Browse Prior Art Database

High Density Hermetic Module Frame Design

IP.com Disclosure Number: IPCOM000109452D
Original Publication Date: 1992-Aug-01
Included in the Prior Art Database: 2005-Mar-24
Document File: 1 page(s) / 60K

Publishing Venue

IBM

Related People

Lake, JK: AUTHOR [+3]

Abstract

Disclosed herein is a design concept which permits the fabrication of the High Density Hermetic Module, a large hybrid circuit module frame capable of achieving hermetic seals at the cover and input/output (I/O) feed-thru's. The design supports the use of new, high performance metal matrix composite (MMC) materials, overcomes the machining problems associated with producing complex three-dimensional structures using the MMC's, and eliminates the reliability concerns associated with stresses due to mismatched coefficients of thermal expansion (CTE) at the seals.

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High Density Hermetic Module Frame Design

      Disclosed herein is a design concept which permits the
fabrication of the High Density Hermetic Module, a large hybrid
circuit module frame capable of achieving hermetic seals at the cover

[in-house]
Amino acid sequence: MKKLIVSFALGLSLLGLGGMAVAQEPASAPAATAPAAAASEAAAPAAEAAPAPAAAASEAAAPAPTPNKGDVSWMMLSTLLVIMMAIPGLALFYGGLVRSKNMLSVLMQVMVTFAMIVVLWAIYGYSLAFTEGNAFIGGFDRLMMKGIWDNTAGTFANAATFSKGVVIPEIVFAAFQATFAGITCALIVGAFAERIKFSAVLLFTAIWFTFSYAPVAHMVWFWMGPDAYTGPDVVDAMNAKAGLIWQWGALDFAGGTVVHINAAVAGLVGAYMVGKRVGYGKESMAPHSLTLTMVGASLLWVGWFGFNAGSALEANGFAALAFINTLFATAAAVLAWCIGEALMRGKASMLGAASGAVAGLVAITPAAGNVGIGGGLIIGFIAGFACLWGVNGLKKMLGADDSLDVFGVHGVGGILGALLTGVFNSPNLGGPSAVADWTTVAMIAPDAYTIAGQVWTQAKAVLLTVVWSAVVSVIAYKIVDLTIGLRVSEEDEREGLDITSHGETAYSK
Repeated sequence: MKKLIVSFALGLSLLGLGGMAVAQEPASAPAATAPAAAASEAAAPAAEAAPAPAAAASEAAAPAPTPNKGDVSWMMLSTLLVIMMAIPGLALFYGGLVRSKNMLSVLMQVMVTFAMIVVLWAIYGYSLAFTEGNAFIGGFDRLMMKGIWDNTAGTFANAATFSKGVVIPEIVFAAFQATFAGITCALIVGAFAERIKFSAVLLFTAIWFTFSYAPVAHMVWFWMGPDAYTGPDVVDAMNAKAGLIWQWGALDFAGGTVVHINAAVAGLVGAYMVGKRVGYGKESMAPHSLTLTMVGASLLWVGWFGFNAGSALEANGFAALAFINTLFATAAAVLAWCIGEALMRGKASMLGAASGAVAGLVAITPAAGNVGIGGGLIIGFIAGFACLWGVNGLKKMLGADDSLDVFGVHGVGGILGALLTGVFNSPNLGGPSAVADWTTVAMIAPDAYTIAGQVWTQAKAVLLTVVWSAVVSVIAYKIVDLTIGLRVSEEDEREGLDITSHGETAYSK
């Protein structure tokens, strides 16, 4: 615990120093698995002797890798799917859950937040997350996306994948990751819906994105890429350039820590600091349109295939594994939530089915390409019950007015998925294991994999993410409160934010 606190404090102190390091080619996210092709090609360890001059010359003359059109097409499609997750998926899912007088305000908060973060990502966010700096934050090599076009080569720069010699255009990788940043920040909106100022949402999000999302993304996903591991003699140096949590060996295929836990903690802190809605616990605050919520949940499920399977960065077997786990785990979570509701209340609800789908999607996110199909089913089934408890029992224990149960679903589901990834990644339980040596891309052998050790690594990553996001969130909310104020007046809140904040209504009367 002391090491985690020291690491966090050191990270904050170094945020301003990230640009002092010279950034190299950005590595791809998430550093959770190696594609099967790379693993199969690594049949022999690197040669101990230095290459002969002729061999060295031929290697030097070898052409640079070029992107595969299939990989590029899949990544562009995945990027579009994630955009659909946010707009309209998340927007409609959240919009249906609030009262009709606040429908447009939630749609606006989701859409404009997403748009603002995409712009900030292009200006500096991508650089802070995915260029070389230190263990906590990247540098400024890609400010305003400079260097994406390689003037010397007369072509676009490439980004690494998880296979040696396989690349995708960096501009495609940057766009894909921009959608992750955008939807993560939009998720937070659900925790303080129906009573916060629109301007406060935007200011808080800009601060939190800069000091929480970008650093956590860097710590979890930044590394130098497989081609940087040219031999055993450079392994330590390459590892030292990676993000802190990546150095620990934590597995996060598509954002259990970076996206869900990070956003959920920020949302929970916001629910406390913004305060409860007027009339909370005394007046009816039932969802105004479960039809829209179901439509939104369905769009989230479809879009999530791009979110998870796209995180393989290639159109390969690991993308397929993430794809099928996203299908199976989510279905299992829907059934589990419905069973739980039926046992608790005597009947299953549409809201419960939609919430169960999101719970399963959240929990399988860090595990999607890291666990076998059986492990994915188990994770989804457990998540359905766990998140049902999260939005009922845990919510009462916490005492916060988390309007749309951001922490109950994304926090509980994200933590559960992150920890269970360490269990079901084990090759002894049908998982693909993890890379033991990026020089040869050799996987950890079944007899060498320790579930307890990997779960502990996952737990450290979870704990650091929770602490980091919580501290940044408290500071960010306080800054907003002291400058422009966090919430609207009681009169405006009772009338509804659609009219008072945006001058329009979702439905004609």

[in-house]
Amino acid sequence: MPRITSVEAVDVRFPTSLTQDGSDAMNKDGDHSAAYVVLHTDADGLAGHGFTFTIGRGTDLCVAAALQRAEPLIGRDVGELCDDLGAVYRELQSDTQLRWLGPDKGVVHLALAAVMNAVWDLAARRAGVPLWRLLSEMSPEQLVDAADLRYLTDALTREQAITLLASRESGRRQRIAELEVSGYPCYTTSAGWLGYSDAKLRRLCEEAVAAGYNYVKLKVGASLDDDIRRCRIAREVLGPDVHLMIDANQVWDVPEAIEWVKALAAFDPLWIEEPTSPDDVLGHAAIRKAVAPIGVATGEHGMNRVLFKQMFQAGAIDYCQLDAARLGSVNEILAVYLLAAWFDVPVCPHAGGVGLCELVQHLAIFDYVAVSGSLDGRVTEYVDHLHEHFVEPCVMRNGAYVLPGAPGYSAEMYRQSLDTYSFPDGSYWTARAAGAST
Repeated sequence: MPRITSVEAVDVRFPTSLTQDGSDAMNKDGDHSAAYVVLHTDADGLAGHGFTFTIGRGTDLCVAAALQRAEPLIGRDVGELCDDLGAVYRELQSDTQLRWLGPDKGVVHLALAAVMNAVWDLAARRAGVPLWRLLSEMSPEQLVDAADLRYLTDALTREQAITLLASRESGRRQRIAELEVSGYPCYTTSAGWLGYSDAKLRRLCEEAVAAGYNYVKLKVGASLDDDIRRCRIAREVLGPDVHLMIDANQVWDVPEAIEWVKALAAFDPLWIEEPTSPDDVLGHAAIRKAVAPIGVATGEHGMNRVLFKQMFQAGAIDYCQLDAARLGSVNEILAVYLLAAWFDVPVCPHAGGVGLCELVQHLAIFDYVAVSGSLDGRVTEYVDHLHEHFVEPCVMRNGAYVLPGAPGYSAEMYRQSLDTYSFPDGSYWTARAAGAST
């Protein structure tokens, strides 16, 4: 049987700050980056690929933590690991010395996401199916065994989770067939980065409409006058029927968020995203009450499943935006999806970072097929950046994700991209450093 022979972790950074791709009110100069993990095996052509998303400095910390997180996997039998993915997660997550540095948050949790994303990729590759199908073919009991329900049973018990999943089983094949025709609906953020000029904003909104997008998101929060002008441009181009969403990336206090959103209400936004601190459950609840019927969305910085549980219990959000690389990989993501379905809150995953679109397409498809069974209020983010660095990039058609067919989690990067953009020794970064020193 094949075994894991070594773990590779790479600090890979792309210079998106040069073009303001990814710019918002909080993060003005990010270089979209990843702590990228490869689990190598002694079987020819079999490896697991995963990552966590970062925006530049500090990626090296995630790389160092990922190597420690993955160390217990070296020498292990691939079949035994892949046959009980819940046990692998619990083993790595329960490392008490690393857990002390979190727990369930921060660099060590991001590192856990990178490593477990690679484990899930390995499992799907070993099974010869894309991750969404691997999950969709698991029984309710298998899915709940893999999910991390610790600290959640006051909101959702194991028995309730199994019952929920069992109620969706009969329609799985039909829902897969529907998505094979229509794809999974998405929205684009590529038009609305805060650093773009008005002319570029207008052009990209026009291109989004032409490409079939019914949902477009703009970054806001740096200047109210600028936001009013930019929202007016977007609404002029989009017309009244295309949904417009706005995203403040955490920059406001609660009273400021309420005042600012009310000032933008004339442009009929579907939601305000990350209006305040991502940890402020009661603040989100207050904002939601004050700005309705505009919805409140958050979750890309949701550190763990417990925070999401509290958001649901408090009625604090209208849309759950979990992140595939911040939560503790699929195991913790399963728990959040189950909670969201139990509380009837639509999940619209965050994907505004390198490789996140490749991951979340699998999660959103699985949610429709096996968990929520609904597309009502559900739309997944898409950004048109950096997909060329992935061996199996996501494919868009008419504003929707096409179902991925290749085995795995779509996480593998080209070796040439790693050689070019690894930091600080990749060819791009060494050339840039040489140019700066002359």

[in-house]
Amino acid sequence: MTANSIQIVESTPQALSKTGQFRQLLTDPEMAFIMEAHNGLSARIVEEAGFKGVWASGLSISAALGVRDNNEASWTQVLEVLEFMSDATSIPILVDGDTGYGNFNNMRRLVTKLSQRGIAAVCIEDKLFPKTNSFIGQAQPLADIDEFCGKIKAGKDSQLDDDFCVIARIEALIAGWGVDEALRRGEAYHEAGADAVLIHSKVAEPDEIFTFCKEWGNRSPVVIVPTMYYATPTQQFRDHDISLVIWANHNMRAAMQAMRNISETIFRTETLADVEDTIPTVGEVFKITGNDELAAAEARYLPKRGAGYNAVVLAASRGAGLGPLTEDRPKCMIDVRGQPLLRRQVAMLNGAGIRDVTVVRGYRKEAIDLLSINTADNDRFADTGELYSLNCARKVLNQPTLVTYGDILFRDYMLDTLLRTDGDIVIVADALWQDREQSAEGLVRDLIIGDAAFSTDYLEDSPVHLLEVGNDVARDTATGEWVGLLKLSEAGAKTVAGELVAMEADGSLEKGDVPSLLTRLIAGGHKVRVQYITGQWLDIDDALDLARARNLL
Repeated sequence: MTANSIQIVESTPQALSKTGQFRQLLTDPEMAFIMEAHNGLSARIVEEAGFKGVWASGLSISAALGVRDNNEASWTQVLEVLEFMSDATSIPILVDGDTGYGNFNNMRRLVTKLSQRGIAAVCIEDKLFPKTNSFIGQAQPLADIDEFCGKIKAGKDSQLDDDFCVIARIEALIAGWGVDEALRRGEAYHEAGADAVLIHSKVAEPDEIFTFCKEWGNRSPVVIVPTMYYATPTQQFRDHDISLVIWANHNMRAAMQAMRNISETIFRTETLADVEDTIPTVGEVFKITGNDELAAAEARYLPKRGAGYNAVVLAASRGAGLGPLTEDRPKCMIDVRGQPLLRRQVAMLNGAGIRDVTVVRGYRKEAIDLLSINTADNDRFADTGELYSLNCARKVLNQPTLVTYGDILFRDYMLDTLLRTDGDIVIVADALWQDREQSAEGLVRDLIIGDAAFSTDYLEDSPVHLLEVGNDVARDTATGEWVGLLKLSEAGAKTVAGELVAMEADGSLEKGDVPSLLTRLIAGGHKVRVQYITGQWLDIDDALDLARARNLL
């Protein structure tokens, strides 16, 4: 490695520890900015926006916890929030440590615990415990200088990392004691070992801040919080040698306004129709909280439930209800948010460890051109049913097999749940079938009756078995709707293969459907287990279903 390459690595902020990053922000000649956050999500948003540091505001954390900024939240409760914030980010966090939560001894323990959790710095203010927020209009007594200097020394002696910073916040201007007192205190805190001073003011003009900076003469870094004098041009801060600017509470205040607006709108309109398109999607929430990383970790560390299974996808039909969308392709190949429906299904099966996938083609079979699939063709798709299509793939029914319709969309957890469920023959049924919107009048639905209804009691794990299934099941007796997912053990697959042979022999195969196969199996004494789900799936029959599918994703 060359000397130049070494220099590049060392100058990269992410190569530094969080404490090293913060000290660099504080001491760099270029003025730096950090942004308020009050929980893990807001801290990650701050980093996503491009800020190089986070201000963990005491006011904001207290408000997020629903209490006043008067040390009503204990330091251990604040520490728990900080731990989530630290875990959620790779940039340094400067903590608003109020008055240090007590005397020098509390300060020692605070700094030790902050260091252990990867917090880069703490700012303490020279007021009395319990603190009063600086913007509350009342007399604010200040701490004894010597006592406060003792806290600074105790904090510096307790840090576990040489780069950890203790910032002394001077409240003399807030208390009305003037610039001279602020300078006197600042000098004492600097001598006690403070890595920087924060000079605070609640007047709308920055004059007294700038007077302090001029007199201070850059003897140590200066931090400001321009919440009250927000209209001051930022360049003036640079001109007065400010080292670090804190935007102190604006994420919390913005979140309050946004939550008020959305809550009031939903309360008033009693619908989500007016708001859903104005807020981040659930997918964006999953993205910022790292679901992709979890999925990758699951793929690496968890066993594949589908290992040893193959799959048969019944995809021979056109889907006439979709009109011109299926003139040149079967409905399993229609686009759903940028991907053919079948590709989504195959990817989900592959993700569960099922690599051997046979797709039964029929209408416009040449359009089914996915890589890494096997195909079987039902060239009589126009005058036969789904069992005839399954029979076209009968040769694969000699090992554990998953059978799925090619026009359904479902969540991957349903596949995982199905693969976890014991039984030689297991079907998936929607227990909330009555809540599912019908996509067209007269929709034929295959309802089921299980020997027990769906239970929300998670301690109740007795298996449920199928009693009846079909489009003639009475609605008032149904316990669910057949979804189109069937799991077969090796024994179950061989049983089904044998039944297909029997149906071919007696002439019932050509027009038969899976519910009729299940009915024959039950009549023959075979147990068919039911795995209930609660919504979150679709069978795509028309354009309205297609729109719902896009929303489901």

and input/output (I/O) feed-thru's.  The design supports the use of
new, high performance metal matrix composite (MMC) materials,
overcomes the machining problems associated with producing complex
three-dimensional structures using the MMC's, and eliminates the
reliability concerns associated with stresses due to mismatched
coefficients of thermal expansion (CTE) at the seals.

      In this design, a base plate is fabricated from a one-piece MMC
sheet, (eg. BeO/Be, SiC/Al, etc.).  Open rings (2) are fabricated
from 0.025" thick sheets of an Iron/Nickel alloy (eg.  ASTM F-15)
selected to match the CTE of the base plate material.  These rings
are soldered or brazed to the front and back surfaces of the base
plate.  After hermeticity of the ring joints is verified, feed-thru
slots are machined into the rings, shown below.

      This approach to the construction of large hybrid chassis
relies on the use of standard fabrication techniques, thus avoiding
the development costs and risks associated with the fabrication of
one-piece MMC designs while benefitting from the attractive physical
properties of these materials, including high thermal conductivity,
low density and high strength and rigidity.  The selection of
Iron/Nickel...